Prior to the current pandemic, working from home or telecommuting was seen by many office professionals as a significant, albeit rare, perk of their professional life.
Yet, working from home — and especially the illusionary image of someone lounging in pajamas with a laptop propped up on a comfortable couch, coffee in hand — seemed like an unrealistic goal for many even as it was seen as a prime example of the ultimate work-life balance.
But as the COVID-19 pandemic descended on the globe and businesses worldwide hurried to transition their office employees to work-from-home professionals, the realities of remote working — both good and bad — came sharply into focus as the leisure-time illusion melted away.
In truth, many employers and employees quickly saw that remote working, especially on a large scale as required by the pandemic, presented several challenges to workers and their companies. Into this, Thomson Reuters has published a new report, Pain Points Emerge, But Professionals Revel in Working from Home, that examines the prevalent attitudes in the work from home environment. To conduct this survey, Thomson Reuters queried 996 business professionals from a mix of industries and roles in companies with an annual revenue of at least $100 million in the U.S., Canada, and the U.K.
While the enormous push to have workers work remotely during the pandemic did allow large swaths of professionals to work mostly successfully throughout the pandemic, there were pain points that emerged, the report noted.
Indeed, some of the key takeaways from the survey report noted that while many professionals greatly enjoyed the increased flexibility that working from home brought, some lamented other problems, such as decreased efficiency and more numerous (and personal) distractions.
Significantly, however, just 10% of respondents said they preferred their previous working practices because they felt it was a more productive or efficient environment.
Yet, when the question was turned to the social interactions of the office, more than half (54%) of all respondents (including 69% of those in the U.K.) preferred their previous office work environment for in-person professional and social interaction. Still, almost 70% of respondents said they desired to keep at least some aspects of their new remote working practices once the pandemic is behind us.
Pain points around technology & collaboration
More specifically — and not surprisingly — a vast majority (83%) of respondents said they experienced at least one technological issue that impacted their work as they began to work remotely. Further, more than two-thirds (68%) of all respondents agreed that the technology they used to do their job has worked well; yet that means that fully one-third reported challenges with technology that negatively impacted their productivity and efficiency.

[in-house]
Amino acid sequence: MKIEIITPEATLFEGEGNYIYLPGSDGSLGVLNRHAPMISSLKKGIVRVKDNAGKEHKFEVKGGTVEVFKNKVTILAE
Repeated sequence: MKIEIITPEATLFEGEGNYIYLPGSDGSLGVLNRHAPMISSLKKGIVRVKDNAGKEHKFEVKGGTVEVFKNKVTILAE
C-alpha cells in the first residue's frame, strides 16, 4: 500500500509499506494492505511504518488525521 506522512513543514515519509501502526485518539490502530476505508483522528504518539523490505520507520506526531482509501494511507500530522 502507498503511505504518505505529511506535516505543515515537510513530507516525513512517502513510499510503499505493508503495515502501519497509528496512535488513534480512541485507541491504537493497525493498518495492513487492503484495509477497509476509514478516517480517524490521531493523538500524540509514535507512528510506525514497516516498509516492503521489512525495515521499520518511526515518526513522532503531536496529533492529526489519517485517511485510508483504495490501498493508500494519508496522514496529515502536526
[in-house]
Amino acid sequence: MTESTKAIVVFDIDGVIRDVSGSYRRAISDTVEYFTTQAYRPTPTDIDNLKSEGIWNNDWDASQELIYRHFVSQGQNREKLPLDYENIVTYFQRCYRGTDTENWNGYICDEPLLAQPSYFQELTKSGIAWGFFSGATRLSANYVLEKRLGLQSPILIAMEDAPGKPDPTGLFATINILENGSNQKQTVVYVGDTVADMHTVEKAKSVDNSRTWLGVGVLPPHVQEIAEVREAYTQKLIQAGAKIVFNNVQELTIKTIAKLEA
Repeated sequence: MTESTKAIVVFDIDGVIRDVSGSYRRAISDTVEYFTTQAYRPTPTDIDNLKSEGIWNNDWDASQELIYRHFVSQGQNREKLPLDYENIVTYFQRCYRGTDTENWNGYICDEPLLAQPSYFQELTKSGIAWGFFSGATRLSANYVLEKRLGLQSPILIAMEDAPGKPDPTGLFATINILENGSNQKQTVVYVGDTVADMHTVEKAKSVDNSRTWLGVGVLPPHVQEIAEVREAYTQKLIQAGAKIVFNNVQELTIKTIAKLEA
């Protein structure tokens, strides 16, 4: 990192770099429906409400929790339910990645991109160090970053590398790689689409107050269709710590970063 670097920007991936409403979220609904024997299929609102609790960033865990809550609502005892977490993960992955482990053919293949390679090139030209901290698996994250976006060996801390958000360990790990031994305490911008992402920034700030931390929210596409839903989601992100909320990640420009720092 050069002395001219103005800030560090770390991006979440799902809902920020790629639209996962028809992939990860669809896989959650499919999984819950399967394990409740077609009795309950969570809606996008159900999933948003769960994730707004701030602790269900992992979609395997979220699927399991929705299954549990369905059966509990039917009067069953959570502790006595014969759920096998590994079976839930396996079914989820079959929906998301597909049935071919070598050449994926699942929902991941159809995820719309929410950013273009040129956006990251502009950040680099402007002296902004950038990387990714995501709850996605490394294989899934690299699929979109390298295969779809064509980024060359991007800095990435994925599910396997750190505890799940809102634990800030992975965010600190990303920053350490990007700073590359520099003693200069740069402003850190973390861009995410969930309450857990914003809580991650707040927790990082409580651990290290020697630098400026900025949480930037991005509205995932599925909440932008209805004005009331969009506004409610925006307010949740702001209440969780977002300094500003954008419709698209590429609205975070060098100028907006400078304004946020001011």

You can download the full Thomson Reuters report, Pain Points Emerge, But Professionals Revel in Working from Home, here.
Over the past six months, the quality of collaboration within and between teams generally stayed the same or improved, the report noted. When asked about collaboration — a factor you would assume was greatly helped by all those Zoom meetings — the vast majority of U.S. workers (93%) surveyed said they found their ability to collaborate either improved or stayed the same by utilizing virtual platforms, according to the survey. When it came to collaboration with teams, however, more respondents said deterioration occurred between teams (17%) rather than within them (8%).
Looking beyond the pandemic
As the months of working remotely approached the end of 2020, it’s clear that definitive pain points have emerged. It’s also clear that many issues need to be addressed before the ideal of working from home can truly be realized. In truth, the good and the bad of remote working is still being felt months into this process, and will likely continue for the foreseeable future as the pandemic continues into 2021.
In fact, it appears from the survey that every time one benefit of this new remote working world took root, a weed or two of challenges sprouted right along with it.
For example, as many school districts begin relying on remote or hybrid learning models for their students — which was a positive to keep homebound children engaged in learning — those professionals with children working from home and feeling their attention already divided, felt even greater pressure.
And again, the social pull of the workplace continued to be strongly felt as its loss was identified as a major pain point. About one-third (35%) of survey respondents — including 41% of Canadian respondents — said they missed social interaction with their colleagues at work.
Still, even with these pain points, it seems that professionals have largely adapted to the new reality of working remotely, all the more remarkable considering how quickly this transformation was done.
Now with an eye toward possible vaccines on the horizon, the world may be readying itself to pivot on a moment’s notice again. This time, however, organizations can be more confident of their workers’ agility to thrive in even the most difficult times. And those companies that can learn from this experience by investing in solutions to further streamline the remote working experience are likely to gain an even happier, more productive workforce.